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3 must-watch indie films of all time

Cinema is escaping being controlled by the financier, and that’s a wonderful thing. You don’t have to go hat-in-hand to some film distributor and say, ‘Please will you let me make a movie?’

These words from director Francis Ford Coppola sound so apt when you are discussing independent cinema or ‘indie’ as we prefer to call it. In whole honesty, a working definition of “independent film” could be a film production (also perhaps distribution) that occurs outside the center of control in the industry. In recent times, there has been a new wave in the Indian film industry also. Directors like Anurag Kashyap, Vasan Bala or Anand Gandhi have stood against all odds to hold the baton of the Indian indie film culture. Known to pioneer a new kind of aesthetic in stories, acting talent, music, cinematography and sound engineering, ‘Indie’ as a genre has attracted a lot of film connoisseurs. It won’t be wrong to say that this genre been the reason that we are now witnessing an increase in the number of festivals that solely feature ‘indie’ genre movies – and whether it’s the prestigious Cannes, Sundance or the Toronto Film Festival, indie as a genre has become an integral part of the festival. Apart from these festivals, multiplexes and distribution chains are now becoming more open to such niche content and at the same time, indie content producers are making an effort to raise the bar when it comes to quality. One can easily proclaim the trend as the end of an era and the beginning of a ‘revolution’! And each year, it seems that independent filmmakers are expanding the realm of the possible. Hence, we decided to give youour pick of three of the best ‘indie’ films made by directors who don’t feature in league of Tarantino and Cassavetes.

Best Indie Films Of All Time

American Splendor (2003)
Slate’s columnist Jaime World lauded the film and drew parallels with Woody Allen’s Annie Hall. Written and directed by documentarians Shari Springer Berman and Robert Pulcini, American Splendor is an American biographical comedy-drama based on the life of Harvey Pekar, the author of the American Splendor comic book series. The film stars Paul Giamatti as Pekar and Hope Davis as Brabner portraying Pekar’s life. What makes this movie feature on our list is that every aspect of the movie is phenomenal, especially Paul Giamati’s 5-minute monologue based on an original comic by Pekarthat simply leaves a soothing mark in your heart and mind. With some great performances and a gripping storyline, American Splendor won the Grand Jury Prize for Dramatic Film at the 2003Sundance Film Festival. It deserves to be seen by anyone, and kudos if you read his work too. It’s fantastic.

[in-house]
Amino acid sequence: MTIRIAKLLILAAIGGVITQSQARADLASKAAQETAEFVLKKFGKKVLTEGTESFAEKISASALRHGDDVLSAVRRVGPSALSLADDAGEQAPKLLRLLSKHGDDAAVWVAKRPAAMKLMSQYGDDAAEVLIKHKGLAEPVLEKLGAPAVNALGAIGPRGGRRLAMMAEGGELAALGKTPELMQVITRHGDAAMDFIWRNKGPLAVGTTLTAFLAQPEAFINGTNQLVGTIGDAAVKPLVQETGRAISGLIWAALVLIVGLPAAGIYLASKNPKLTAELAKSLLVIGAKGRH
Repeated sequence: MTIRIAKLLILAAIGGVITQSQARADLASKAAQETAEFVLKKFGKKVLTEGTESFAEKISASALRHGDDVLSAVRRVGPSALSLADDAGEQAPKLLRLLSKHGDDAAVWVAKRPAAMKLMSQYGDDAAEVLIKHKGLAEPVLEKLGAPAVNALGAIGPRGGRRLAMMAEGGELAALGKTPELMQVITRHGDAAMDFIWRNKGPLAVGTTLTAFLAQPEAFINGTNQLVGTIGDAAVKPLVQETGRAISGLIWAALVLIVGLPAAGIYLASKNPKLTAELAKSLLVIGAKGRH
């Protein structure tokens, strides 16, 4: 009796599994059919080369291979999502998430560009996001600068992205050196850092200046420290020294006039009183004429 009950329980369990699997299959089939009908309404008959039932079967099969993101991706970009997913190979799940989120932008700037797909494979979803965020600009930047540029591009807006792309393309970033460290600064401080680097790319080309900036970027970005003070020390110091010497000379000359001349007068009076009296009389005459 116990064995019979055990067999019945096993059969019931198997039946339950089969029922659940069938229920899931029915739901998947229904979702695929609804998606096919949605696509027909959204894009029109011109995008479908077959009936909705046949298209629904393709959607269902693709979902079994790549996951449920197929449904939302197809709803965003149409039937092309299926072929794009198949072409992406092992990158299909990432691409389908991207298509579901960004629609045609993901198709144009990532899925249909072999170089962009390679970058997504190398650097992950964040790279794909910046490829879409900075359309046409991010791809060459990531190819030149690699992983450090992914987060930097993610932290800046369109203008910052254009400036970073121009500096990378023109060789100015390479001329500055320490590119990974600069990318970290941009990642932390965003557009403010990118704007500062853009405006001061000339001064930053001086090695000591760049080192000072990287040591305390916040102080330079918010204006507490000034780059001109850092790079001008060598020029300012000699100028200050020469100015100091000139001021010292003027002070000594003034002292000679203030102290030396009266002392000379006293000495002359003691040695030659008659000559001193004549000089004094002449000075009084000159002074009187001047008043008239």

Winter’s Bone (2010)
After watching the movie, New Yorker critic David Denby called the film, “one of the great feminist works in film”. Written and directed by Debra Granik, Winter’s Bone stars Jennifer Lawrence in the main role. The story is an adaptation of Daniel Woodrell’s novel of the same name, where Ree Dolly (Jennifer Lawrence) in order to protect her family from eviction, must locate her missing father. The film explores the interrelated themes of close and distant family ties, the power and speed of gossip, self-sufficiency, and poverty as they are changed by the pervasive underworld of illegal methamphetamine labs. Considered as Debra Granik’sbest work, the film witnesses Debra managing to bring out the best in Jennifer Lawrence whose bleak, haunting, incredible and star making performance is something that you will capture a place in your mind and heart. With Winter’s Bone, Granik also manages to avoid passing moral judgment on the characters or descending into stereotypes. As a result, the film won the Grand Jury Prize at the 2010 Sundance Film Festival. Apart from Sundance, the film was lauded at the Berlin and Stockholm International Film Festival.

Brick (2005)
Termed as a ‘neo-noir’ thriller film, Brick was written and directed by Rian Johnson, and stars Joseph Gordon-Levitt. It was Johnson’s directorial debut and won the Special Jury Prize for Originality of Vision at the 2005 Sundance Film Festival. The film draws heavily in plot, characterization, and dialogue from hardboiled classics, especially from Dashiell Hammett. The film’s narrative centers around a hardboiled detective story that takes place in a Californian suburb. Regarded as a cult-classic, the film was shot in 20 days. With a never clear story, the film provides its audience with a rich source of dialogue, behaviour and incidents. One must see the movie to explore the other side of Gordon-Levitt’s acting skills, as he artfully manages to evoke the outlines of his character as Brendan Frye. Brick gives you a sense of a classic Hollywood noir at its best.


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